Humans are interesting creatures. We use various devices and tools a certain way, but we measure their performance in completely different ways. Most of us think about the apps we use on our iPhones, right? What about members of the technorati elite politburo?
They remain back in the 1990s when megahertz was a thing, back when internet speeds were measured in baud, back when customers would bow down to the latest Pentium CISC and critics would protest with RISC signs. Let me call it. Benchmarks are dead.
Apple, Chip Maker
Actually, that should read ‘Apple, Chip Designer’ since Apple farms out most of its manufacturing to various and sundry makers around the world. Back when the iPhone was new and shiny Apple bought a chip design company and since then the company’s A-series CPUs in iPhone and iPad have been smoking the competition.
Who cares? Benchmarks are dead, right?
Differentiation rules. Yes, Apple’s new generation A11 Bionic CPU in iPhone X kills the best from Samsung, Qualcomm, et al in benchmark testing, but also in real world usage. Not only did Apple-designed A11 Bionic CPU crush this year’s Samsung Galaxy S8 and Note 8, it even crushed next year’s Galaxy-whatever-also-rans.
Check out these Geekbench scores on a newer than new Samsung SM-G960F Android phone of the future.
- 2680 – Single-Core Score
- 7787 – Multi-Core Score
Impressive, no? This year’s Samsung models fare worse than the future, but how about the future iPhone you can buy now? iPhone X.
- 4197 – Single-Core Score
- 10051 – Multi-Core Score
Ouch. Last year’s Samsung Galaxy Note 7 burned and now it looks like next year’s Samsung phones are getting burned already.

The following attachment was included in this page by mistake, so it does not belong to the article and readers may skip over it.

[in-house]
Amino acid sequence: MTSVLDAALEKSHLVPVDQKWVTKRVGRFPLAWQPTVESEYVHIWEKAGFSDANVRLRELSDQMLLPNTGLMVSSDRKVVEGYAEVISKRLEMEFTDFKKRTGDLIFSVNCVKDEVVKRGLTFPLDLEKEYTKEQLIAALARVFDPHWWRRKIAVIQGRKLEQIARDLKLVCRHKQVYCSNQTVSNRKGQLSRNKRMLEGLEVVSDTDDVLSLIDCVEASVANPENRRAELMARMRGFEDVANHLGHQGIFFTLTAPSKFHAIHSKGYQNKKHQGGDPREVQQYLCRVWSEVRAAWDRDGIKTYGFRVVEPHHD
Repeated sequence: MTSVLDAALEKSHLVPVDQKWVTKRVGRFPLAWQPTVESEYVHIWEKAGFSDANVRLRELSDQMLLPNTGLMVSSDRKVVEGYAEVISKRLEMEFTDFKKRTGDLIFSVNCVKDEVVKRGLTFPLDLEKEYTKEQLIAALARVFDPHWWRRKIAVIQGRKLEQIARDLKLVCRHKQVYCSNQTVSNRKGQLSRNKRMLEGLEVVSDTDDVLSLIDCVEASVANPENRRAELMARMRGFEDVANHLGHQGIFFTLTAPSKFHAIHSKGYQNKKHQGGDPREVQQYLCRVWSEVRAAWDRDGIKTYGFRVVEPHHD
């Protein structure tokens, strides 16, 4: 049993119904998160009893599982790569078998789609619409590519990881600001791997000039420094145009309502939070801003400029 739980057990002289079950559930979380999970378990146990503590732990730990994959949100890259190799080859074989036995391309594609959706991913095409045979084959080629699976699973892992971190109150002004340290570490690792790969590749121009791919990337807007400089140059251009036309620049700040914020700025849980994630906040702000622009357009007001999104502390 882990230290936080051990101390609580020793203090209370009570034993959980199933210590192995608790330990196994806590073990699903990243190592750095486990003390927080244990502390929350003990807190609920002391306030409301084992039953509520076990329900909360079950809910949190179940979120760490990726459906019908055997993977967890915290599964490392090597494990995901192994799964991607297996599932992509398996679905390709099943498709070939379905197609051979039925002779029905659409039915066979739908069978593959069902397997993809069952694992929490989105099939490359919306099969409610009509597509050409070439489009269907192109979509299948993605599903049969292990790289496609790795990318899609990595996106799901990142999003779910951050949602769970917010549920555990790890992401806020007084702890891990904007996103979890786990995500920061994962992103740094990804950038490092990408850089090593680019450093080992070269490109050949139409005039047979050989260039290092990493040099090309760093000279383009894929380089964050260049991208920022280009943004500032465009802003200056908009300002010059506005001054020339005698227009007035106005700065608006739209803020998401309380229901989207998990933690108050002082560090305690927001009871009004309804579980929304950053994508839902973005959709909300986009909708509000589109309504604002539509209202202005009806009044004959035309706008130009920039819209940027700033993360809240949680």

Here’s the deal. Such benchmarks don’t matter all that much other than for those who, 1) need to brag about bragging rights, 2) need to compare tit-for-tat specifications, and 3) nobody else.
What really counts with all that chip blazing speed is how well the smartphone works. Faster is better, but the sheer number of calculations taking place on an iPhone X these days would boggle the mind. If we cared. All we care about is that Face ID work as quickly and easier than Touch ID. All we care about are DSLR-like photos and videos. All we care about is the speed of whatever hits the screen about the time we expect it to.
For most iPhone customers and probably most Samsung customers such benchmarks mean nothing and it’s likely most people have no clue what they mean anyway. Benchmarks are dead to the average user. Instead, what is most important is an element of differentiation; can the customer tell that this aspect of functionality or feature works better than a competitor’s device. That’s more important to the masses than benchmarks.
Still, haters gonna hate, and geeks are gonna, uh, well, stay geeky.